TSB: Do you have a favorite player from the Wild that you admired growing up?
JP: I like (Zach) Parise a lot just because of his work ethic. I skate a lot with him in the summer and I’ve worked out with him…he hustles harder than anyone I’ve ever been around. I appreciate and respect all that he does in the gym and on the ice.
TSB: What’s the most memorable goal you’ve scored so far in your career?
JP: I’m going to say the one that comes right off the top of my head…I scored a goal my sophomore year to help put Omaha into the Frozen Four. I think we won 4-1 and I had the third goal that game, but just to score in such a crazy atmosphere and go to the Frozen Four in Boston…I think that’s the most significant goal I’ve scored.
TSB: Where do you see yourself in three to five years?
JP: I honestly couldn’t tell you. After my senior year, I knew I still wanted to play hockey. After not signing an NHL contract, which I thought I would, I was kind of down about hockey. I didn’t even know if I was going to play this year. Coming to the ECHL has been the greatest thing that could have happened to me: great city, great coaches, and great players. I love everything about it. I’m just taking it one year at a time. This year has been unbelievable; hopefully, we win a championship. But, I can’t answer that question until after the season and I’ll reevaluate my life from there.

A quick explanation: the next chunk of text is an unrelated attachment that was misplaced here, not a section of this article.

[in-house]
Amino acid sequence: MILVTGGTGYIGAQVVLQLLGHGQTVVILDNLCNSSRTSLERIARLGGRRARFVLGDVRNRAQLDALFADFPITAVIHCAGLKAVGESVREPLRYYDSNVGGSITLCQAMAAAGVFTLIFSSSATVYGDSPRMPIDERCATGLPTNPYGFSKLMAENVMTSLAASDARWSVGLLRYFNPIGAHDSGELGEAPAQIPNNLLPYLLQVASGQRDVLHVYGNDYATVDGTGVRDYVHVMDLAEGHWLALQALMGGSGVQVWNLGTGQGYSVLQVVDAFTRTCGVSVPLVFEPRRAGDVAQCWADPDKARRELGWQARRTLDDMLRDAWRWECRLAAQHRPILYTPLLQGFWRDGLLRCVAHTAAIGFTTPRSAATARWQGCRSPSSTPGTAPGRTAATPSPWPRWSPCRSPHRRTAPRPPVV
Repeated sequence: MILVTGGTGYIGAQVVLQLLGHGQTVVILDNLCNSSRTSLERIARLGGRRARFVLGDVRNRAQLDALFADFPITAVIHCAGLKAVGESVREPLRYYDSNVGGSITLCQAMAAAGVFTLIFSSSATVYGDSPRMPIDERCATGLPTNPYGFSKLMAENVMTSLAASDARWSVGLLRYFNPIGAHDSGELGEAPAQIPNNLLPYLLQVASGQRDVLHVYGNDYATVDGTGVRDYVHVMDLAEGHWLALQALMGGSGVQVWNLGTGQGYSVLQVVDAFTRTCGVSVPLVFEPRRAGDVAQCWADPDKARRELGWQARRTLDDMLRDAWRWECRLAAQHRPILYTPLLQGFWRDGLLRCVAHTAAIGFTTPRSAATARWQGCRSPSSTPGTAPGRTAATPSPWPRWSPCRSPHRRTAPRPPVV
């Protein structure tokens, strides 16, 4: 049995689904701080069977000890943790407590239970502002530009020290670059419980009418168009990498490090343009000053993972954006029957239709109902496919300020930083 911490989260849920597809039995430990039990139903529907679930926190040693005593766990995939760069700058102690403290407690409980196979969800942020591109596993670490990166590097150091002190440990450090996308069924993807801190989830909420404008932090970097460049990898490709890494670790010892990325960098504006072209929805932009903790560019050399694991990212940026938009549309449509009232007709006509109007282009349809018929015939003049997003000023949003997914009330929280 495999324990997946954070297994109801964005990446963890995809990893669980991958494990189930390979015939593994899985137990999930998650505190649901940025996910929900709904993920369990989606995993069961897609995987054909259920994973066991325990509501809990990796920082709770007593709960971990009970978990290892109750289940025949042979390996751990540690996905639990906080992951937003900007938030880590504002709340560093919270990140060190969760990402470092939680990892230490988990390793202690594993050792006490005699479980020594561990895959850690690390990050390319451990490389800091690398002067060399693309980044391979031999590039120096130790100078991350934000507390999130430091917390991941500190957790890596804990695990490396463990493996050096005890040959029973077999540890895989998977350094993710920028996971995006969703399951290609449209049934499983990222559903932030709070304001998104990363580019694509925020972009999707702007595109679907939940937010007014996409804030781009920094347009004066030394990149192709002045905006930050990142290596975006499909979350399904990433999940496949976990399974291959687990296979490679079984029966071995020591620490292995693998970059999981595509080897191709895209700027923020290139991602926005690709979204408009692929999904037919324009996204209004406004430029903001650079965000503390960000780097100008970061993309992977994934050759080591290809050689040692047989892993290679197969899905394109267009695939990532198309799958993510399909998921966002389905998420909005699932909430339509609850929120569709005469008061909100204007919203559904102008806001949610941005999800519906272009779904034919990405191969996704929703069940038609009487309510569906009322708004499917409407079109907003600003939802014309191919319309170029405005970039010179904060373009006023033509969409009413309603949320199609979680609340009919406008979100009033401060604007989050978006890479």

EDITOR’S NOTE: Parizek had a goal in the semifinal and two assists in the final as the Mountain Division defeated both the Central (5-2) and South (6-5, SO) to win the 2018 CCM/ECHL All-Star Classic on January 15. He also participated in the Fastest Skater Competition, where his time of 13.17 seconds was good for fourth place.
As of this article’s publication, Justin has 18 goals and 15 assists through 37 games for the Idaho Steelheads. Idaho’s next game will be against the Utah Grizzlies on Wednesday night.